Is 60 the new 40? Redefining Aging

Source NJ.com Health
Don’t bother asking Dot Riley how old she is. Not because she won’t tell you. But because it doesn’t matter.
Riley is the definition of successful aging, an octogenarian who remains healthy, active and mentally sharp. If she’s not at the gym or on the golf course, she’s busy keeping up with her 26 grandchildren.
Riley is the definition of successful aging, an octogenarian who remains healthy, active and mentally sharp. If she’s not at the gym or on the golf course, she’s busy keeping up with her 26 grandchildren.
Recent research shows a significant number of older adults continue to enjoy good health and quality of life well into their 80s and beyond. Some decline occurs as we age; that’s inevitable.
But research is showing that the decline can be less acute than previously thought, less tied to chronological age and well within the ability of all of us to slow down the decline, based on the lifestyle choices we make.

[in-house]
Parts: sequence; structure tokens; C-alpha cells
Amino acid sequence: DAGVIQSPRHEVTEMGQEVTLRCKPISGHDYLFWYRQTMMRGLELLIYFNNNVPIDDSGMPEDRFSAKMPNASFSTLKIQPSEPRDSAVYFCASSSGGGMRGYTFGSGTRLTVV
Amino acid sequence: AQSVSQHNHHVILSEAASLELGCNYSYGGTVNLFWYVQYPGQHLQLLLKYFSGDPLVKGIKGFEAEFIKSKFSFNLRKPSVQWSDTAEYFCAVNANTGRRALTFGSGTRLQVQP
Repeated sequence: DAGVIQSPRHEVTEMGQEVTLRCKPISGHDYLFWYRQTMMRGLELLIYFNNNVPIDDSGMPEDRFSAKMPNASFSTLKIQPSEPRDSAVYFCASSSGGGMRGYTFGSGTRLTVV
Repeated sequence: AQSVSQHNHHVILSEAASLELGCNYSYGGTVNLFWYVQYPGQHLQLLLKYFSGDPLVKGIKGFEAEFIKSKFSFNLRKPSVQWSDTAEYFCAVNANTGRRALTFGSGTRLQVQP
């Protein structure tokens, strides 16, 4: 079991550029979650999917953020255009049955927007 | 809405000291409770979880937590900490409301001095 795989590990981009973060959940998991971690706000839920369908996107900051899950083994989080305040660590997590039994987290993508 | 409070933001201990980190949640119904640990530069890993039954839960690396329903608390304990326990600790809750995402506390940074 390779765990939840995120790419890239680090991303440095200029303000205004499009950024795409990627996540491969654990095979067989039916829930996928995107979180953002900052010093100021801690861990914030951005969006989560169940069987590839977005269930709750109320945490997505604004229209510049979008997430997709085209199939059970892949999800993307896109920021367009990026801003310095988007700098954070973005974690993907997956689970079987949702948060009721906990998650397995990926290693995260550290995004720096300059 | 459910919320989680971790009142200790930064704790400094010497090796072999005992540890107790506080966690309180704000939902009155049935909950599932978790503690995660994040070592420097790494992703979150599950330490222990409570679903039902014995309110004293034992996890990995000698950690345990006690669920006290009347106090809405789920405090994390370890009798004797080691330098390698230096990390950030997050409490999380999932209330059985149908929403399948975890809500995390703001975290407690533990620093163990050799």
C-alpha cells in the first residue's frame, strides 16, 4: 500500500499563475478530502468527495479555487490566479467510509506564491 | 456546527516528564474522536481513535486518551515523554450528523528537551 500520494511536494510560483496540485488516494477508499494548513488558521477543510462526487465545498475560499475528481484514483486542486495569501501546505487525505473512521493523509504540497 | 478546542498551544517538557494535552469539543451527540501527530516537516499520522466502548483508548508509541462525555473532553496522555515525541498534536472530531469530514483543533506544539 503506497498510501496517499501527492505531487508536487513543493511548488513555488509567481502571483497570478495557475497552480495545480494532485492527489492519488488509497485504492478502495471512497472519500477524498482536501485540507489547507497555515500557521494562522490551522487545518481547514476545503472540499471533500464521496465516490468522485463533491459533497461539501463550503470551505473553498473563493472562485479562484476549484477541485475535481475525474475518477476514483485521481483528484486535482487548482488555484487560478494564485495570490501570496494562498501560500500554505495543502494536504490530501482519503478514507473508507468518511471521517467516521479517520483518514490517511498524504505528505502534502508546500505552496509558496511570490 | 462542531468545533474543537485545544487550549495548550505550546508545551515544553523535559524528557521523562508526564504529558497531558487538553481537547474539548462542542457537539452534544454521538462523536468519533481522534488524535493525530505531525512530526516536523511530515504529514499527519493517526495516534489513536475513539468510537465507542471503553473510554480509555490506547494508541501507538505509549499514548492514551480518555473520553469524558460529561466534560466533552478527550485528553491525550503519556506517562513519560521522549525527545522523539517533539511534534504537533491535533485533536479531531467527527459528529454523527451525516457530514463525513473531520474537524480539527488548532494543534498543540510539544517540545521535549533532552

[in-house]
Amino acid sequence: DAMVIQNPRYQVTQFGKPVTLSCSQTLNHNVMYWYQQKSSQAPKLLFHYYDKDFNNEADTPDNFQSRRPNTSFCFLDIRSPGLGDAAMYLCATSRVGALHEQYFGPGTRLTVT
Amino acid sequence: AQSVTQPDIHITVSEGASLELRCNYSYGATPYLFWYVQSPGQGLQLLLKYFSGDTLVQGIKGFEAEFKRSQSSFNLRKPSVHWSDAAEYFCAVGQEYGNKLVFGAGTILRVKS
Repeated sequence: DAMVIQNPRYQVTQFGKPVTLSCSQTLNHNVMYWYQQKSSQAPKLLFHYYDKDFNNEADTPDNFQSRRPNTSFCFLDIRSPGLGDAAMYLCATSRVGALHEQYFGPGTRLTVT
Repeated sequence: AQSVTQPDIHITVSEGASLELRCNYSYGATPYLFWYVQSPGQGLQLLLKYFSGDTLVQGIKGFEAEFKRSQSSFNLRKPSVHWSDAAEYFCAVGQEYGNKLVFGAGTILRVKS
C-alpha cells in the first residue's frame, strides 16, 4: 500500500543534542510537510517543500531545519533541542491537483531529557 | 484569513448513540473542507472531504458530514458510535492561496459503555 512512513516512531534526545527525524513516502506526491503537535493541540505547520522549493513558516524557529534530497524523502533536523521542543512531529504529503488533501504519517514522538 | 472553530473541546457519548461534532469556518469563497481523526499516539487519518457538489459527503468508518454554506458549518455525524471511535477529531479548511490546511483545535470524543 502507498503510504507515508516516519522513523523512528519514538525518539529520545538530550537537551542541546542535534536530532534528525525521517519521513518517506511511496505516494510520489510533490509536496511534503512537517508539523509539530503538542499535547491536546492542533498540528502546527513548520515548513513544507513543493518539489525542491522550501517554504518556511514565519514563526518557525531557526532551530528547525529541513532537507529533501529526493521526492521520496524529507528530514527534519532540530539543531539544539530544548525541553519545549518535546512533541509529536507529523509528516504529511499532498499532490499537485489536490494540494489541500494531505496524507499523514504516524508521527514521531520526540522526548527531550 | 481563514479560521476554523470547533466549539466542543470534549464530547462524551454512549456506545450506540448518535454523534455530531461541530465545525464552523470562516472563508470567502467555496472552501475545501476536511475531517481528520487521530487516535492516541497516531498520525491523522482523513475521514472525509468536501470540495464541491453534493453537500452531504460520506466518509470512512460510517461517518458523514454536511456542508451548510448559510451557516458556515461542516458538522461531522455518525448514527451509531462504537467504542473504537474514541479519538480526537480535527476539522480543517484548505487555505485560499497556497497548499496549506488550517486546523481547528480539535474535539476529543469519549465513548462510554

“People can age well,” says Dr. Thomas Cavalieri, a founder of the New Jersey Institute for Successful Aging at Rowan University. “People can live into their 80s and 90s and beyond and be active and functional.” And according to Dot Riley:

“My health is wonderful — I never envisioned I would be like this. My grandkids are amazed at the things I can do. I still get out there and play ball with them.” Not bad for an 83-year-old woman.

And not at all the picture of decrepitude that’s often associated with one’s later years in life.
Experts are re-examining everything we know about growing old, and what’s emerging is a new, more encouraging picture of aging — one that looks a lot like Dot Riley.

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